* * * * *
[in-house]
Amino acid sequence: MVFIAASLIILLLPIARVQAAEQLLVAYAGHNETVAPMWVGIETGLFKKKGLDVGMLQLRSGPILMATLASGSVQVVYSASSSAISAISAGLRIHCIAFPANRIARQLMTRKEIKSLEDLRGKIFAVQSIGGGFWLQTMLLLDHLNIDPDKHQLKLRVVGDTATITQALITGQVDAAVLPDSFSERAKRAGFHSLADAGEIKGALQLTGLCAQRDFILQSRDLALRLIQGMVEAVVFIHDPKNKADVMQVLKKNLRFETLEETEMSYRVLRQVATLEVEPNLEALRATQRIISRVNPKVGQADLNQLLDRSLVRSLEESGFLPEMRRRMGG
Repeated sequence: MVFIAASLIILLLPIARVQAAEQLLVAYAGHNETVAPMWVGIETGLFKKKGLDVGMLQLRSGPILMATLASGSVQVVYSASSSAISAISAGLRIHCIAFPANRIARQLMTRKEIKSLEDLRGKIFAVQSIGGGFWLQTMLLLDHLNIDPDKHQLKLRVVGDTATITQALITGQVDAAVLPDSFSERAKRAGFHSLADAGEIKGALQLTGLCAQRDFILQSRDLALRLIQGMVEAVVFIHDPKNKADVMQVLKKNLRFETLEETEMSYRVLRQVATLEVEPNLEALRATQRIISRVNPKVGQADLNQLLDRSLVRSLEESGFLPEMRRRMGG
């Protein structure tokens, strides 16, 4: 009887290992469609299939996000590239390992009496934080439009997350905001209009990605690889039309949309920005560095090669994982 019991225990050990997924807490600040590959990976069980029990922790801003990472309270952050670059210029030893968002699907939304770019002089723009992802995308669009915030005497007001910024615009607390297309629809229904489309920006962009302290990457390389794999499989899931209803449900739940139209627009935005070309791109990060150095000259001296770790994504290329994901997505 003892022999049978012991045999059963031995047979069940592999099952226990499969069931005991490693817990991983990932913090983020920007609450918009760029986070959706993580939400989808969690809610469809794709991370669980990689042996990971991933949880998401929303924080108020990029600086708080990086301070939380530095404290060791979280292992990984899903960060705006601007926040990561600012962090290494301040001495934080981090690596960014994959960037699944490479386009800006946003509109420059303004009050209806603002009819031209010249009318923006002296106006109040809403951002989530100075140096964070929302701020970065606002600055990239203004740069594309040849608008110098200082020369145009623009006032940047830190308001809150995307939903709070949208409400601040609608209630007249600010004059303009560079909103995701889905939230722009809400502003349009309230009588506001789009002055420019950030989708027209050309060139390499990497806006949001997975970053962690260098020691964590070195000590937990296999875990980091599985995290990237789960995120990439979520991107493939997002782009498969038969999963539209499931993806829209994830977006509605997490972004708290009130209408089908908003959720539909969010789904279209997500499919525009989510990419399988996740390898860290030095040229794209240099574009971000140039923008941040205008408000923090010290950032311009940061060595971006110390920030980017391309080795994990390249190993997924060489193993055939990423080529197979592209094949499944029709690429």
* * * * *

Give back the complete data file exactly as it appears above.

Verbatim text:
[in-house]
Amino acid sequence: MVFIAASLIILLLPIARVQAAEQLLVAYAGHNETVAPMWVGIETGLFKKKGLDVGMLQLRSGPILMATLASGSVQVVYSASSSAISAISAGLRIHCIAFPANRIARQLMTRKEIKSLEDLRGKIFAVQSIGGGFWLQTMLLLDHLNIDPDKHQLKLRVVGDTATITQALITGQVDAAVLPDSFSERAKRAGFHSLADAGEIKGALQLTGLCAQRDFILQSRDLALRLIQGMVEAVVFIHDPKNKADVMQVLKKNLRFETLEETEMSYRVLRQVATLEVEPNLEALRATQRIISRVNPKVGQADLNQLLDRSLVRSLEESGFLPEMRRRMGG
Repeated sequence: MVFIAASLIILLLPIARVQAAEQLLVAYAGHNETVAPMWVGIETGLFKKKGLDVGMLQLRSGPILMATLASGSVQVVYSASSSAISAISAGLRIHCIAFPANRIARQLMTRKEIKSLEDLRGKIFAVQSIGGGFWLQTMLLLDHLNIDPDKHQLKLRVVGDTATITQALITGQVDAAVLPDSFSERAKRAGFHSLADAGEIKGALQLTGLCAQRDFILQSRDLALRLIQGMVEAVVFIHDPKNKADVMQVLKKNLRFETLEETEMSYRVLRQVATLEVEPNLEALRATQRIISRVNPKVGQADLNQLLDRSLVRSLEESGFLPEMRRRMGG
């Protein structure tokens, strides 16, 4: 009887290992469609299939996000590239390992009496934080439009997350905001209009990605690889039309949309920005560095090669994982 019991225990050990997924807490600040590959990976069980029990922790801003990472309270952050670059210029030893968002699907939304770019002089723009992802995308669009915030005497007001910024615009607390297309629809229904489309920006962009302290990457390389794999499989899931209803449900739940139209627009935005070309791109990060150095000259001296770790994504290329994901997505 003892022999049978012991045999059963031995047979069940592999099952226990499969069931005991490693817990991983990932913090983020920007609450918009760029986070959706993580939400989808969690809610469809794709991370669980990689042996990971991933949880998401929303924080108020990029600086708080990086301070939380530095404290060791979280292992990984899903960060705006601007926040990561600012962090290494301040001495934080981090690596960014994959960037699944490479386009800006946003509109420059303004009050209806603002009819031209010249009318923006002296106006109040809403951002989530100075140096964070929302701020970065606002600055990239203004740069594309040849608008110098200082020369145009623009006032940047830190308001809150995307939903709070949208409400601040609608209630007249600010004059303009560079909103995701889905939230722009809400502003349009309230009588506001789009002055420019950030989708027209050309060139390499990497806006949001997975970053962690260098020691964590070195000590937990296999875990980091599985995290990237789960995120990439979520991107493939997002782009498969038969999963539209499931993806829209994830977006509605997490972004708290009130209408089908908003959720539909969010789904279209997500499919525009989510990419399988996740390898860290030095040229794209240099574009971000140039923008941040205008408000923090010290950032311009940061060595971006110390920030980017391309080795994990390249190993997924060489193993055939990423080529197979592209094949499944029709690429």